Oh simplicity how I adore thee. Even before the cast of Patrick Marber’s Closer arrive on stage, I am slapped in the face with the excitable foresight of what is to come. The set is effortless; an unmade bed occupies the centre and the general feel is one of clinical aloofness. As the production progresses, minimalism is a concrete staple and the cast move various props around, save for Finn Ross’s projection which houses an online conversation between Dan and Larry, an aquarium and a startlingly effective photograph of Alice which serves as a representation of our destructive desire to be a fly-on-the-wall. Bunny Christie has done some extraordinary work in the past and here it’s the ‘lacking’ that has the most impact. The cast’s involvement with their surroundings serves to intensify intimacy – both towards each other and the audience and whilst yes, the aesthetics are indeed aloof and cold, we can’t help but remain fascinated. Hugh Vanstone’s lighting makes the experience slightly uncomfortable – as though you’re at home with the big light left on instead of the cosy glow of the lamp. If the characters are not allowed to get comfortable then we sure as hell aren’t.
Premiering at London’s National Theatre in 1997, Marber’s third play was a huge success and became a film in 2004, starring Julia Roberts, Natalie Portman, Jude Law and Clive Owen. The film has a theatrical flair; a mocking approach from the characters that often requires huge declarations. I adore the film and the style adopted by director Mike Nichols is fiercely different and strangely, it works but ironically this almost mechanical, theatrical approach to the script doesn’t seem quite so evident here, in another stage adaptation. There’s much melodrama and the script is full of cliches but the cast’s use of it feels far closer to a world the audience is more used to in their everyday lives.
Like an ex-lover who’s just walked back into your life after what seems too long, the audience hangs on every single moment of David Leveaux’s production, laughing in all the right places and fondly reminiscing on shared nostalgia. Levaux’s direction sometimes leaves a lot to be desired. From my position stage left, I often felt frustration at having my view of one actor blocked by another and usually at highly emotional moments. After discovering the audience on the other two sides had no such issue, I felt disappointment on what could have been easily avoidable.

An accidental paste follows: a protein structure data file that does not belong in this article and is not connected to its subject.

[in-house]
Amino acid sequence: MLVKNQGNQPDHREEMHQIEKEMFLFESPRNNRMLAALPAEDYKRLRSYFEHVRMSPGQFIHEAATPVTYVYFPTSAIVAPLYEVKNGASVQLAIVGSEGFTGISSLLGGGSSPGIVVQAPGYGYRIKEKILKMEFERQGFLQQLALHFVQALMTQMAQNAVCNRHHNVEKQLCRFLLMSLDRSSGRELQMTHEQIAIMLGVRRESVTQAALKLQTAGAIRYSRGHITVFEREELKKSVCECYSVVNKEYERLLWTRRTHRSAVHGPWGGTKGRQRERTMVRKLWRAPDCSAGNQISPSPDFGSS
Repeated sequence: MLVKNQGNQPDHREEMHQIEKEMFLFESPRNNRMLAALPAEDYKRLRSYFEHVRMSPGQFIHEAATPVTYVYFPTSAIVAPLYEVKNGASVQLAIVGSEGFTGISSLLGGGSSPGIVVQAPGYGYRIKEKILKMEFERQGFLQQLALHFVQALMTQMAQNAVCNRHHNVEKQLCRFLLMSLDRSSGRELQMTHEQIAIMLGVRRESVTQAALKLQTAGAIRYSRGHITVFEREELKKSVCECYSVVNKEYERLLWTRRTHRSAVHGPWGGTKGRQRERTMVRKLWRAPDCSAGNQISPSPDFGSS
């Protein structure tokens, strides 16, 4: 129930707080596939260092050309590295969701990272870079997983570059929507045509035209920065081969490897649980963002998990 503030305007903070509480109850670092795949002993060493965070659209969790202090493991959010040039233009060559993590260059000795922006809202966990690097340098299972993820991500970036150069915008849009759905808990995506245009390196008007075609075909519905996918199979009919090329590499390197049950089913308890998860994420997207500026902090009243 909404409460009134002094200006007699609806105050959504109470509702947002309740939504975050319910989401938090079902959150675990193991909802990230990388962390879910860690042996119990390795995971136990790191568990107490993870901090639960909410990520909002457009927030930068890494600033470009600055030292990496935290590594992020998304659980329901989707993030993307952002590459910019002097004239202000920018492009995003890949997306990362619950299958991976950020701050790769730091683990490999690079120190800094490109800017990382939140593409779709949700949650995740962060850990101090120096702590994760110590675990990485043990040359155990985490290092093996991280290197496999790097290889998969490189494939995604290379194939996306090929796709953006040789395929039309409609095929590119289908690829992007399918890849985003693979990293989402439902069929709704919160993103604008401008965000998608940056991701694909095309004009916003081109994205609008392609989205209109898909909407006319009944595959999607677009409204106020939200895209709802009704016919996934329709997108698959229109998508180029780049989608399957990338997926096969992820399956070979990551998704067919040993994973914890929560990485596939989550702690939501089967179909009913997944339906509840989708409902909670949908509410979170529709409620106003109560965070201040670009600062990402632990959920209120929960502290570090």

Nancy Carroll’s Anna is extraordinary, from her lazy and beautiful ambiguity towards first meeting with Rufus Sewell’s Larry to screaming defeat at the end of their marriage. Rachel Redford’s Alice is a petite ticking bomb and her scene with Sewell in the strip club again suffered from mis-directing and felt constrained but as a key scene is conveyed effectively. Like Carroll, Redford’s remarkable performance could be done solely through her face. Sewell’s initial arrogance is cleverly consistent and subtle and his turmoil in the club scene is powerful. Oliver Chris’s Dan maintains his earlier awe-stricken charm whilst playing at the naughty little boy. The online chat is a particular highlight.
There’s a wonderful maturity about the sex that is portrayed here and whilst Closer is ultimately just a tad tragic, there’s an oddly warm comfort and as we embrace the couples, it feels as though they’re embracing us back. Despite some issues with the direction, I completely fell in love with Leveaux’s merging of scenes as the two couples declare their infidelity. This revival has been a long time coming and on the whole, doesn’t disappoint. Now I want a wig exactly like Alice’s please.
Closer is playing at the Donmar Warehouse until 4 April. For more information and tickets, see the Donmar Warehouse website.